UNH President Mark Huddleston announces 2018 retirement

Tuesday, August 29, 2017
UNH president Mark W. Huddleston talking to a student

In May, UNH President Mark W. Huddleston announced his plans to retire at the end of the 2017–18 academic year. When he steps down on June 30, 2018, it will be as the longest-serving president in the university’s 151-year history.

“UNH is a remarkable institution, and serving as president has been the highlight of my professional life,” Huddleston says. “Everyone at UNH has worked hard to ensure the state’s flagship public research university is well-positioned for the future. Next year is the right time to transition leadership.”

“Mark’s record of accomplishment is remarkable. [He] will leave a powerful legacy that will benefit our state’s citizens, employers and economy far into the future. UNH has great momentum right now and the trustees are committed to making sure that continues.”

Huddleston was installed as the university’s 19th president in a first-ever virtual inaugural — live-streamed from the Memorial Union Building to include remote “guests” — in September 2008. During his tenure, UNH welcomed the largest first-year classes in the university’s history; launched numerous new academic and research programs including the UNH School of Law, the Carsey School of Public Policy, the School of Marine Science and Ocean Engineering, and programs in data analytics, homeland security, and sustainability; made much-needed investments in UNH’s infrastructure including expanding the Manchester campus, transforming Hamilton Smith Hall, building the Peter T. Paul College of Business and Economics, expanding the Hamel Recreation Center and modernizing Wildcat Stadium; and envisioned and created UNHInnovation to capitalize on the university’s intellectual property.

“Mark’s record of accomplishment is remarkable,” says Tim Riley, former chair of the University System of New Hampshire board of trustees. “Mark will leave a powerful legacy that will benefit our state’s citizens, employers and economy far into the future. UNH has great momentum right now and the trustees are committed to making sure that continues.”

Far from resting on his laurels, Huddleston says he “looks forward to continuing to work at an unslackened pace in the coming academic year.” His retirement will coincide with the completion of the university’s largest-ever fundraising campaign, Celebrate 150, which is on track to raise in excess of $275 million and has, among its other successes, allowed UNH to launch the Granite Guarantee, a new program that ensures that Pell-eligible New Hampshire students starting at UNH this fall will pay no tuition. In addition to completing the Celebrate 150 campaign, Huddleston says he will focus on solidifying the new Career and Professional Success initiative, improving Spaulding Hall for the biological sciences and laying the groundwork for modernized facilities for the visual and performing arts.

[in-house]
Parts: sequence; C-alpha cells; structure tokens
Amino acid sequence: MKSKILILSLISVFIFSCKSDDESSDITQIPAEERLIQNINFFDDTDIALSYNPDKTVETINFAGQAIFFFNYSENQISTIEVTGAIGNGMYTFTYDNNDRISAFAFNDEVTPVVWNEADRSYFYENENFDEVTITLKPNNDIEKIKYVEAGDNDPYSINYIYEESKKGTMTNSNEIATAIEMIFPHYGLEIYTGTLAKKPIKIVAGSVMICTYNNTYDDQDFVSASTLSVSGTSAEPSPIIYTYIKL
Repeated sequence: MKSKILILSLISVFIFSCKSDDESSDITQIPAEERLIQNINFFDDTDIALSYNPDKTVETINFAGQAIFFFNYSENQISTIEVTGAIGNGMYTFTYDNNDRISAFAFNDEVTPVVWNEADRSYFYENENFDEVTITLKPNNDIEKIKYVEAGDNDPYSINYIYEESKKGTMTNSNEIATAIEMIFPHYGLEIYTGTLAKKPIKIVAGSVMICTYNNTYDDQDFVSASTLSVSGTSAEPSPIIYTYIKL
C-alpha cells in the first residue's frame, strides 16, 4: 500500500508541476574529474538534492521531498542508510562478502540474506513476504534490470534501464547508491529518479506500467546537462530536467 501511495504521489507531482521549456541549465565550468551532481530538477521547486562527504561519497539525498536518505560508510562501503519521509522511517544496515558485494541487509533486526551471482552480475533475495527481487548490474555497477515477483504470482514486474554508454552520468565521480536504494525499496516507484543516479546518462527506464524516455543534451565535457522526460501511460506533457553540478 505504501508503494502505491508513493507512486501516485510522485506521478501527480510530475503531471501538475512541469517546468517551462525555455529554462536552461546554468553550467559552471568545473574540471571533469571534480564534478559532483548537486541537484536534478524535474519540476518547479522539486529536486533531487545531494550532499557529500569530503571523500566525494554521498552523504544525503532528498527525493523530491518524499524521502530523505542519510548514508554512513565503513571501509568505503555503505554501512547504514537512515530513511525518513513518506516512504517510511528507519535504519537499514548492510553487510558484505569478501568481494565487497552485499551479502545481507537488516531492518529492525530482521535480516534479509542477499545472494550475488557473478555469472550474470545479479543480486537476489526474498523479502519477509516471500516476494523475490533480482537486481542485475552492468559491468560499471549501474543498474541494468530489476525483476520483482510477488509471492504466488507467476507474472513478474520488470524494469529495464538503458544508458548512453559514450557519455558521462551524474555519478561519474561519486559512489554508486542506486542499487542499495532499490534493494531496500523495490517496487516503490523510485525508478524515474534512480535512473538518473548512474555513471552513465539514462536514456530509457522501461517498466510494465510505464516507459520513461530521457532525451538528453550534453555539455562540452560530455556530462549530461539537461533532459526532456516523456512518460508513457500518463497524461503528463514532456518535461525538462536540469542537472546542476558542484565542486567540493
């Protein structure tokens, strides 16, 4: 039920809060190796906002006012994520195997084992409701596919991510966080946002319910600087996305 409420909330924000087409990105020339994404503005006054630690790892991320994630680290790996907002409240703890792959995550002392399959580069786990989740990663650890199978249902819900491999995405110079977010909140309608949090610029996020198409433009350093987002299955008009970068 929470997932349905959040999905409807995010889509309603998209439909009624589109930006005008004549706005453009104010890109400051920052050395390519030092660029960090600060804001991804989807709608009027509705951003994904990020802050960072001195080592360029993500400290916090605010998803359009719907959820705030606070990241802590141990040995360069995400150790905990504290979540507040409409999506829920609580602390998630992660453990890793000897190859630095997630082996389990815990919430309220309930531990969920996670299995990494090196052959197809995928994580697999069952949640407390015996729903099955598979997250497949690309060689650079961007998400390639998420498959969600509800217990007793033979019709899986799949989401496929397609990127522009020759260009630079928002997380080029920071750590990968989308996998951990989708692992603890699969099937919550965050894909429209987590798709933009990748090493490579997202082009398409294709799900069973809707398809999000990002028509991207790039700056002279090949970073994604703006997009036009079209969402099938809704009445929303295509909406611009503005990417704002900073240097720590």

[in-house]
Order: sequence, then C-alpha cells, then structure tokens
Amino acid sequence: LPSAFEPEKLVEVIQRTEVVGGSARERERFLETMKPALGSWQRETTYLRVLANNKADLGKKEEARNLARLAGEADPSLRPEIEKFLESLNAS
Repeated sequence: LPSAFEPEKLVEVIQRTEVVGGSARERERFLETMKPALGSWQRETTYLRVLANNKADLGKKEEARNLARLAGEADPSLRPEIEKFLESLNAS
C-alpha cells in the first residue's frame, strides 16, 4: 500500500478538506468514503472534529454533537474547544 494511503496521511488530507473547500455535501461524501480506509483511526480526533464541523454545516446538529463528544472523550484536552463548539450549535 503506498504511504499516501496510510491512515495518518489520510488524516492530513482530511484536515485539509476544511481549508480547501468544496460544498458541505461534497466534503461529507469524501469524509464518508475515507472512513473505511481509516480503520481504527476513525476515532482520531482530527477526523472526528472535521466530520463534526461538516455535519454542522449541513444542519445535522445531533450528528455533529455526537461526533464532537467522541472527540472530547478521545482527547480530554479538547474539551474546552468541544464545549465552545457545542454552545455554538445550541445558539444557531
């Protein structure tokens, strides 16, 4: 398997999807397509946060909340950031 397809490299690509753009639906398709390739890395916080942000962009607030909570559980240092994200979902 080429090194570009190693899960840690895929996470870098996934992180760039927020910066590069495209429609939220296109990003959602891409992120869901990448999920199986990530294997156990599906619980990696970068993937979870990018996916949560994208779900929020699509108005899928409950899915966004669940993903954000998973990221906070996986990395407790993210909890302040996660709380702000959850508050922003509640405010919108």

Not long after Huddleston announced his retirement, the University System of New Hampshire board of trustees named the members of the search committee that will be working in the coming months to help select his successor. USNH trustee and incoming chairman John Small ’76 will serve as the search committee chair, working with the following UNH and USNH-affiliated committee members:

  • Kass Ardinger, USNH trustee
  • Jamie Burnett ’95, USNH trustee
  • Heidi Bostic, dean of the College of Liberal Arts and professor of French
  • Kevan Carpenter ’94, director of the College of Engineering and Physical Sciences Technical Service Center
  • Pat Closson ’95, incoming president of the UNH Alumni Association board of directors
  • Rick Cote, professor and chair of molecular, cellular and biomedical sciences in the College of Life Sciences and Agriculture
  • Ted Dey ’84, search committee vice chair and USNH trustee
  • Lucy Hodder, director of health law and policy programs at UNH School of Law and the College of Health and Human Services Institute for Health Policy and Practice
  • Charlie French ’08G, community and economic development team leader for UNH Cooperative Extension
  • Dan Innis, chair of the UNH faculty senate and professor of hospitality management and marketing in the Peter T. Paul College of Business and Economics
  • Todd Leach, USNH chancellor
  • Brian McCabe ’91, incoming chair of the UNH Foundation board of directors
  • Melinda Negron-Gonzales, program coordinator for the politics and society program at UNH Manchester
  • Jamie Nolan, UNH associate vice president for community, equity and diversity
  • Tim Riley ’76, former chairman of the USNH board of trustees
  • Carley Rotenberg ’18, UNH student body president
  • Chris Sand ’09, ’11G, senior business services assistant at the UNH Facilities Business Service Center
  • Nate Stafford ’15G, external affairs officer for the UNH Graduate Student Senate
  • Palligarnai Vasudevan, senior vice provost for academic affairs and professor of chemical engineering for the College of Engineering and Physical Sciences
  • Stan Waddell, UNH chief information officer

Outgoing USNH board chair Tim Riley notes that the presidential selection process is one of the most important responsibilities the board of trustees discharges, and that the inclusion of representatives from all three UNH campuses is by design. “We are truly grateful to these individuals for their active participation in the process to select the next leader of UNH,” he says.

Small adds that the group will follow an aggressive schedule but won’t trade speed for quality in the search for “someone who has a vision for UNH and a passion for higher learning, advanced research and service to the state.”


Originally published in UNH Magazine Fall 2017 Issue


Scott Ripley | UNH Marketing | scott.ripley@unh.edu | 603-862-1855